Office of Dean Research

The Study of Hydrophobicity and Oleophilicity of 3D Weft-Knitted Spacer Fabrics Integrated With Silica Aerogels

Tayyab Naveed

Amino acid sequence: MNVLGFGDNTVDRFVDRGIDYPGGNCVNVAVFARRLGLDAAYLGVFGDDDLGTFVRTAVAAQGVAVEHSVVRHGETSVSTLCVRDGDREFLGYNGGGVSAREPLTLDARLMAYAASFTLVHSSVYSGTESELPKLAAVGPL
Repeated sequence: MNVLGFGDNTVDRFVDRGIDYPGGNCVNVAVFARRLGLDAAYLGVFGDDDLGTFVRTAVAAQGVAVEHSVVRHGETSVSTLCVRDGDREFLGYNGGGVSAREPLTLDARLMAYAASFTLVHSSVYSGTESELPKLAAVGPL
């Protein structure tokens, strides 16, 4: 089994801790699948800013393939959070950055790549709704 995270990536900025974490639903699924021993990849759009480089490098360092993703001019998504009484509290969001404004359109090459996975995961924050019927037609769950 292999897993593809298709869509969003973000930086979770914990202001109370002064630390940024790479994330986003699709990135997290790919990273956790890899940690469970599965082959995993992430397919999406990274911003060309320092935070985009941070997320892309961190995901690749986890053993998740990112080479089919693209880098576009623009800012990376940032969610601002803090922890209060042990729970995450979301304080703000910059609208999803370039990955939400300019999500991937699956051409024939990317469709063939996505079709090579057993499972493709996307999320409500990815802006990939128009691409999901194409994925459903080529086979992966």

In recent years, industrial discharges such as dyeing and printing chemicals, leather treatments, oil spills, etc. have caused severe challenges to the world environment. They have high toxicity, which has detrimental effects on the ecological system, marine life, and public health. Therefore, the optimizations in material characteristics for high-performances are in great demand of clean up, recovery, and safety measures. For example, hydrophobicity and oleophilicity affect the silica aerogel wettability (contact angle) and surface tension (surface energy), and their accumulation lead efficiently to many ecological applications, i.e., adsorption of organic liquids, oil spill remediation, thermal insulation, catalyst supports, water repellent, aeronautics, and aerospace. Amongst all aerogels (silica, cellulosic, carbon, graphene, resorcinol formaldehyde, and inorganic), silica aerogels (SAs) exhibited conspicuous potential due to their unique molecular structure, high porosity, hydrophobicity, oleophilicity, low density, and thermal conductivity. Therefore, SAs actively react for hydrophobic modification through synthesis and strongly associate with 3D structures which helps to control the structural collapse during the critical condensation process. Thus, hydrophobicity could be enhanced by increasing the surface roughness and reducing surface energy. 3D weft-knitted spacer fabric (92% polyester/8% spandex) is typically hydrophobic and, therefore the best alternative to cotton and traditional moisture-sensitive textile materials. Moreover, it has good transversal compressibility, planar elasticity, higher strength, and thermal insulation and can be recycled.